4/15/17 // Guy Maddin Presents The Great Blondino and Other Delights

Saturday, April 15th, 2017
151 3rd Street, San Francisco
Facebook Event

Presented in association SFFILM as a part of the 60th San Francisco International Film Festival

Read the full press release for this event here.

“The purveyor of some of the most hallucinatory experiments in modern cinema, Guy Maddin turns his eye for the delectably idiosyncratic to the collection of Canyon Cinema. Boasting a catalog of over 3,200 artist-made film and media works, Canyon Cinema has, for 50 years, been an incubator of the avant-garde, catalyzing artists and viewers to explore the outer limits of cinema. In conjunction with Canyon Cinema 50, a year-long celebration of the organization’s historic anniversary, Maddin presents a handful of delightful diversions from its catalog. Ripe with rambling charm, Robert Nelson and William T. Wiley’s ’s inspired classic of the West Coast avant-garde, The Great Blondino, anchors the program, which eschews realism in favor of the ecstatic. Like Maddin’s own work, each film is a handcrafted microcosmos characterized by its artist’s singular—and peculiar—vision and guaranteed to leave an indelible mark in each viewer’s memory.” —Kathleen Maguire

Guy Maddin Presents The Great Blondino and Other Delights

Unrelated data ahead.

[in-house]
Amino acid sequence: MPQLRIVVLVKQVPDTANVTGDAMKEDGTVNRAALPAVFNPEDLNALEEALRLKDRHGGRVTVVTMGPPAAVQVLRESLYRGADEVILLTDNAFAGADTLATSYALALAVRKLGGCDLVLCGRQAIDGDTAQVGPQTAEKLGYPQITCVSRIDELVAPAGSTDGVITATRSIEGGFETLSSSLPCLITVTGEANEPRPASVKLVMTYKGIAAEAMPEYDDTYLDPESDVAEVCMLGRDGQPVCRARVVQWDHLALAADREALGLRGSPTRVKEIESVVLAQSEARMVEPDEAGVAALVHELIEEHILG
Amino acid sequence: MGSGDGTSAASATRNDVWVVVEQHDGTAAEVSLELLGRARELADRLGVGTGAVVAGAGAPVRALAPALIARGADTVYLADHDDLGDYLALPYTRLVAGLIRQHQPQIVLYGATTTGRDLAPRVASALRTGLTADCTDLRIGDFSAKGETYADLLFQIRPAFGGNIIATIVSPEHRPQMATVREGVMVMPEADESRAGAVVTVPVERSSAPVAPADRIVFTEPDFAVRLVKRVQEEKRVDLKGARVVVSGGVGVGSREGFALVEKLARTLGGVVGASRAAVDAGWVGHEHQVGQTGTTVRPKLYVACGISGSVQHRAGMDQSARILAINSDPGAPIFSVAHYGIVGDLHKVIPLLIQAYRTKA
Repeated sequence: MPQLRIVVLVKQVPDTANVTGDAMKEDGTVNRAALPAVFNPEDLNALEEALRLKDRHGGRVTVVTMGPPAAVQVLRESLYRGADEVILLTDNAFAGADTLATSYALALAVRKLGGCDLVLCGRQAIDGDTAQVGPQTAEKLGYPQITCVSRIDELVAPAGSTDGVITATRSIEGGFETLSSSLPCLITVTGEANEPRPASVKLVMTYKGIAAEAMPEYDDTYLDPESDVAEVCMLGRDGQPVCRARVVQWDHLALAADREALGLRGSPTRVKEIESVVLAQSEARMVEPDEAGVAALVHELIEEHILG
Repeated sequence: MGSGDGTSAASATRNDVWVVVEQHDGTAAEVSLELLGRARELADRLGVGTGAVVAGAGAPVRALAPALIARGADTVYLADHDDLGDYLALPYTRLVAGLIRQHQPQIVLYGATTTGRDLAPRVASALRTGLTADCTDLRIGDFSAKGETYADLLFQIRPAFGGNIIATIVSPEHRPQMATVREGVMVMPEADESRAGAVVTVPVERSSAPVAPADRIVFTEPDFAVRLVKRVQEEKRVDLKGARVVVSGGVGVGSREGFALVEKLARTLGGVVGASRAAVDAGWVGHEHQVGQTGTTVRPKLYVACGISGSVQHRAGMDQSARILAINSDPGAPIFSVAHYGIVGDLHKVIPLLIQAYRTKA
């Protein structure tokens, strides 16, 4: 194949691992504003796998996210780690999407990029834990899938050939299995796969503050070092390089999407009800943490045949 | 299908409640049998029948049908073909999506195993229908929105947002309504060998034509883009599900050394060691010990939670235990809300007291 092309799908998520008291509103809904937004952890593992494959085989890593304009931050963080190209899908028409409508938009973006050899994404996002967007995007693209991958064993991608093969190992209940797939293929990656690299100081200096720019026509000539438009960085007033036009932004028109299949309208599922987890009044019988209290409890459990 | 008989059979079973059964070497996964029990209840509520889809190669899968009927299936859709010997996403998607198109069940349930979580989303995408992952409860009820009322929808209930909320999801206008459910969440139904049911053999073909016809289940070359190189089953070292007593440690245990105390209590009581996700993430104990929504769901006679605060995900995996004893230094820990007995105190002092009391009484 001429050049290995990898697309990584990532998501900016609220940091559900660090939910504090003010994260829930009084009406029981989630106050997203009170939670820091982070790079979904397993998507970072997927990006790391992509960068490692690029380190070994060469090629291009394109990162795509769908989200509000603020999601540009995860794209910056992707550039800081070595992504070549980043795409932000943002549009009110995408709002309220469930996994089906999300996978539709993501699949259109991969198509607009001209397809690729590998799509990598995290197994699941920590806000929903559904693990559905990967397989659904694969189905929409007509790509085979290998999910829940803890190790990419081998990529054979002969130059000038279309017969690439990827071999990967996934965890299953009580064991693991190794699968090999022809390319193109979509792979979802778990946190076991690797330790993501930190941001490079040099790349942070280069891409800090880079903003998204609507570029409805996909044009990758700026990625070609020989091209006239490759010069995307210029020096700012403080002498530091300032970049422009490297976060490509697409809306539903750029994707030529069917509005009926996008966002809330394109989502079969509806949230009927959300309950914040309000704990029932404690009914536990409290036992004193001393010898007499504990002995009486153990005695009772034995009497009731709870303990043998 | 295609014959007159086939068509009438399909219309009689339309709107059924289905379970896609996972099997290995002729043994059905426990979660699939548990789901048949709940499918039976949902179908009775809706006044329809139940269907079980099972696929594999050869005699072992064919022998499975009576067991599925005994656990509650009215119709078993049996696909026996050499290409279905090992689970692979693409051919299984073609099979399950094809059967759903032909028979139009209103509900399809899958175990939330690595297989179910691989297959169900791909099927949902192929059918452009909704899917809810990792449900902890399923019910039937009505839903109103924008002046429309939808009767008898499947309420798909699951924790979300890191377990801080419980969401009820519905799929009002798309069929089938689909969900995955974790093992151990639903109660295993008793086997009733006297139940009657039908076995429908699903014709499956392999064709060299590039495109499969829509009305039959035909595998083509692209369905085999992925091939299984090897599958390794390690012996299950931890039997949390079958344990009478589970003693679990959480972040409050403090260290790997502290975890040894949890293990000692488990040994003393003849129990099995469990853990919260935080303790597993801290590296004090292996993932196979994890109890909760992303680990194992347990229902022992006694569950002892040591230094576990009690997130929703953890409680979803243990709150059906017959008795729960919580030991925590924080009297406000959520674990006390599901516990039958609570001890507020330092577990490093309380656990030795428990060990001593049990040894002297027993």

Mesmer by Gary Goldberg (10min, 16mm)
Perils by Abigail Child (5min, 16mm)
The Great Blondino by Robert Nelson and William T. Wiley (42min, 16mm)
The Divine Miracle by Diana Krumins (5min, 16mm)

“Shooting in 1966 without script, story, or any narrative preconception, Nelson and Wiley created a masterwork of ’60s independent cinema. The Great Blondino follows an anachronistically attired young fellow as he navigates a beguiling, sometimes troubling world with a curiosity that opens us wide to the filmmakers’ inspired, freeform vision. In many ways, the wonder of Blondino may echo the excitement of invention and exploration that Nelson and Wiley experienced in the making of the film. Utterly exuberant and freed from rote cinematic restriction, it embodies an artistic rigor and direction that also prevents it from ever seeming too unhinged. An incredible feat of tightrope walking.” -Mark Toscano

Introduction and pre-screening discussion by Antonella Bonfanti (Canyon Cinema) and Amanda Salazar (SFFILM).

Canyon Cinema is thankful for the long term support of the George Lucas Family Foundation. Dedicated project funding for Canyon Cinema 50 has been generously provided by the Andy Warhol Foundation for the Visual Arts, National Endowment for the Arts, Owsley Brown III Foundation, Phyllis C. Wattis Foundation and The Fleishhacker Foundation.